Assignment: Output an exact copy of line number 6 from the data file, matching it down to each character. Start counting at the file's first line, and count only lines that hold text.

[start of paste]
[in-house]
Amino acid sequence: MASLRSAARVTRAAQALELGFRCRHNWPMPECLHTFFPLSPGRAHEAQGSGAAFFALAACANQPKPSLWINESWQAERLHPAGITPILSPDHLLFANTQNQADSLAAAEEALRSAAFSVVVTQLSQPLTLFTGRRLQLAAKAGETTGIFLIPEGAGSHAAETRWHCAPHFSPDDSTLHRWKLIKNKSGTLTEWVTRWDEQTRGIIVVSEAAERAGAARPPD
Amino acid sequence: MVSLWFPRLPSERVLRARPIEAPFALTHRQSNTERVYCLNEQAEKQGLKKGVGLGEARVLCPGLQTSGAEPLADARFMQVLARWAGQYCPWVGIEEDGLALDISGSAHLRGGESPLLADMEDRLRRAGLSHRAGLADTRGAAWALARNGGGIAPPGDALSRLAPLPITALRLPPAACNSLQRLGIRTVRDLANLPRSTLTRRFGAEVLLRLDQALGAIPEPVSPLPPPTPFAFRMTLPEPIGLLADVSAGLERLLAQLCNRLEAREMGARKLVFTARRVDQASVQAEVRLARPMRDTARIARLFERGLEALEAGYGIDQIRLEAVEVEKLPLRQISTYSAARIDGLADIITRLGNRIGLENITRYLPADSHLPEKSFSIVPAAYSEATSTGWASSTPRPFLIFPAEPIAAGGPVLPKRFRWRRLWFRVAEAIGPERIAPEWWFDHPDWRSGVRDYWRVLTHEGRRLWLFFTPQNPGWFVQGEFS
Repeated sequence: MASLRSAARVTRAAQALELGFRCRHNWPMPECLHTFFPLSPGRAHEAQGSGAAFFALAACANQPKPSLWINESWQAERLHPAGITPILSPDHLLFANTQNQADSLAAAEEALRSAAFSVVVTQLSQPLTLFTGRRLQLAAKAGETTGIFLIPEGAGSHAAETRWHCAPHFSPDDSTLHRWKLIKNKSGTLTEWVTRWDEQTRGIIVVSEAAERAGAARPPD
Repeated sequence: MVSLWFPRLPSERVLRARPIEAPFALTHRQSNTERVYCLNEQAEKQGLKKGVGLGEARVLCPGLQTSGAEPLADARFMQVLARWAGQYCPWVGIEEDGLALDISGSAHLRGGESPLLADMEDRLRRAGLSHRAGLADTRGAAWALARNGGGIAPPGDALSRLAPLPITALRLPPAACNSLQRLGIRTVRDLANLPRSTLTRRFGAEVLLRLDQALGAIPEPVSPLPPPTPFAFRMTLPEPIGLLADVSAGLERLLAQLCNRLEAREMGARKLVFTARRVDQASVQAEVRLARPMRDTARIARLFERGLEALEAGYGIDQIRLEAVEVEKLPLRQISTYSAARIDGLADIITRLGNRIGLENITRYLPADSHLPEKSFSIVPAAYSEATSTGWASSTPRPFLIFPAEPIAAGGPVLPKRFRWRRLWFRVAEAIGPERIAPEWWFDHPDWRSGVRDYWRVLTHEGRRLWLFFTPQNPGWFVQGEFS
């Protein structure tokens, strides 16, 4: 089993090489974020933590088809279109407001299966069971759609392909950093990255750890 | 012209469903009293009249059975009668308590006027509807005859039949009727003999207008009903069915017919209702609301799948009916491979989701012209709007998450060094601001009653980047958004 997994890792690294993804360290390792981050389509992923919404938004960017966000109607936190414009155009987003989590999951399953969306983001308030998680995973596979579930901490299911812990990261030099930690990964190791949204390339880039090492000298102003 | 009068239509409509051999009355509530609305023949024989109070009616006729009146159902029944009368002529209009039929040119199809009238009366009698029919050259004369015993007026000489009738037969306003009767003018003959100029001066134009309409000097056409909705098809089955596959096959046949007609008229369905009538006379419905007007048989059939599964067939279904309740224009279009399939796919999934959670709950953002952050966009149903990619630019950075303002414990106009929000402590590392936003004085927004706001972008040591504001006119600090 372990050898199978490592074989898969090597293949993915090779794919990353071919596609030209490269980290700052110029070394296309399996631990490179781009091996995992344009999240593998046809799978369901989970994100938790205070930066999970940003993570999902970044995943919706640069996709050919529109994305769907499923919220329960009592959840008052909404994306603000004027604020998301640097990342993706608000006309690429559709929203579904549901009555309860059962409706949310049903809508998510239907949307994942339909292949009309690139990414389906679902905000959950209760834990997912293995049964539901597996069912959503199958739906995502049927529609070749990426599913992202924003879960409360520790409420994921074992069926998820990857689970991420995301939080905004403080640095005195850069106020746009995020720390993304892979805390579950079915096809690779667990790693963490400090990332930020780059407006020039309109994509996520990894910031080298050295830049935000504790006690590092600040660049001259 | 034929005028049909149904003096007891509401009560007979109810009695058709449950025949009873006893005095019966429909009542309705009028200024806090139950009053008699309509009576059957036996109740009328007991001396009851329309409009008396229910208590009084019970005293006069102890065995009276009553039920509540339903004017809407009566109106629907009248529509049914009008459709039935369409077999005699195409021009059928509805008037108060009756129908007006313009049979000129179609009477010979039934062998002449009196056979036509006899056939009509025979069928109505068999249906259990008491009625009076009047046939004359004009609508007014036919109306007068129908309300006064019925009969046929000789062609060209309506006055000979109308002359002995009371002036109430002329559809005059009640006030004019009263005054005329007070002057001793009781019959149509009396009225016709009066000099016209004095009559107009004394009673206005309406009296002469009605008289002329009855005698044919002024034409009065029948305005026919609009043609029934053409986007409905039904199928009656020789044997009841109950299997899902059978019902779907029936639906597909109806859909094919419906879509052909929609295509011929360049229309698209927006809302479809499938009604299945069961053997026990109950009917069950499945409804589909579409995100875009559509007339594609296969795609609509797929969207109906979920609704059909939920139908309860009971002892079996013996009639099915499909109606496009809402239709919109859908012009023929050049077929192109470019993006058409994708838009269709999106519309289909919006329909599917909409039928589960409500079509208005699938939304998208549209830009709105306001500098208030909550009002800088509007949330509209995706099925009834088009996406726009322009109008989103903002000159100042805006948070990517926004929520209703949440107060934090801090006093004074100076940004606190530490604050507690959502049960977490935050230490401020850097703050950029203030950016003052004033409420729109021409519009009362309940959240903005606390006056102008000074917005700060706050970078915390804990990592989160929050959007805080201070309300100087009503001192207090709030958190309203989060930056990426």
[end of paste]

């Protein structure tokens, strides 16, 4: 089993090489974020933590088809279109407001299966069971759609392909950093990255750890 | 012209469903009293009249059975009668308590006027509807005859039949009727003999207008009903069915017919209702609301799948009916491979989701012209709007998450060094601001009653980047958004 997994890792690294993804360290390792981050389509992923919404938004960017966000109607936190414009155009987003989590999951399953969306983001308030998680995973596979579930901490299911812990990261030099930690990964190791949204390339880039090492000298102003 | 009068239509409509051999009355509530609305023949024989109070009616006729009146159902029944009368002529209009039929040119199809009238009366009698029919050259004369015993007026000489009738037969306003009767003018003959100029001066134009309409000097056409909705098809089955596959096959046949007609008229369905009538006379419905007007048989059939599964067939279904309740224009279009399939796919999934959670709950953002952050966009149903990619630019950075303002414990106009929000402590590392936003004085927004706001972008040591504001006119600090 372990050898199978490592074989898969090597293949993915090779794919990353071919596609030209490269980290700052110029070394296309399996631990490179781009091996995992344009999240593998046809799978369901989970994100938790205070930066999970940003993570999902970044995943919706640069996709050919529109994305769907499923919220329960009592959840008052909404994306603000004027604020998301640097990342993706608000006309690429559709929203579904549901009555309860059962409706949310049903809508998510239907949307994942339909292949009309690139990414389906679902905000959950209760834990997912293995049964539901597996069912959503199958739906995502049927529609070749990426599913992202924003879960409360520790409420994921074992069926998820990857689970991420995301939080905004403080640095005195850069106020746009995020720390993304892979805390579950079915096809690779667990790693963490400090990332930020780059407006020039309109994509996520990894910031080298050295830049935000504790006690590092600040660049001259 | 034929005028049909149904003096007891509401009560007979109810009695058709449950025949009873006893005095019966429909009542309705009028200024806090139950009053008699309509009576059957036996109740009328007991001396009851329309409009008396229910208590009084019970005293006069102890065995009276009553039920509540339903004017809407009566109106629907009248529509049914009008459709039935369409077999005699195409021009059928509805008037108060009756129908007006313009049979000129179609009477010979039934062998002449009196056979036509006899056939009509025979069928109505068999249906259990008491009625009076009047046939004359004009609508007014036919109306007068129908309300006064019925009969046929000789062609060209309506006055000979109308002359002995009371002036109430002329559809005059009640006030004019009263005054005329007070002057001793009781019959149509009396009225016709009066000099016209004095009559107009004394009673206005309406009296002469009605008289002329009855005698044919002024034409009065029948305005026919609009043609029934053409986007409905039904199928009656020789044997009841109950299997899902059978019902779907029936639906597909109806859909094919419906879509052909929609295509011929360049229309698209927006809302479809499938009604299945069961053997026990109950009917069950499945409804589909579409995100875009559509007339594609296969795609609509797929969207109906979920609704059909939920139908309860009971002892079996013996009639099915499909109606496009809402239709919109859908012009023929050049077929192109470019993006058409994708838009269709999106519309289909919006329909599917909409039928589960409500079509208005699938939304998208549209830009709105306001500098208030909550009002800088509007949330509209995706099925009834088009996406726009322009109008989103903002000159100042805006948070990517926004929520209703949440107060934090801090006093004074100076940004606190530490604050507690959502049960977490935050230490401020850097703050950029203030950016003052004033409420729109021409519009009362309940959240903005606390006056102008000074917005700060706050970078915390804990990592989160929050959007805080201070309300100087009503001192207090709030958190309203989060930056990426």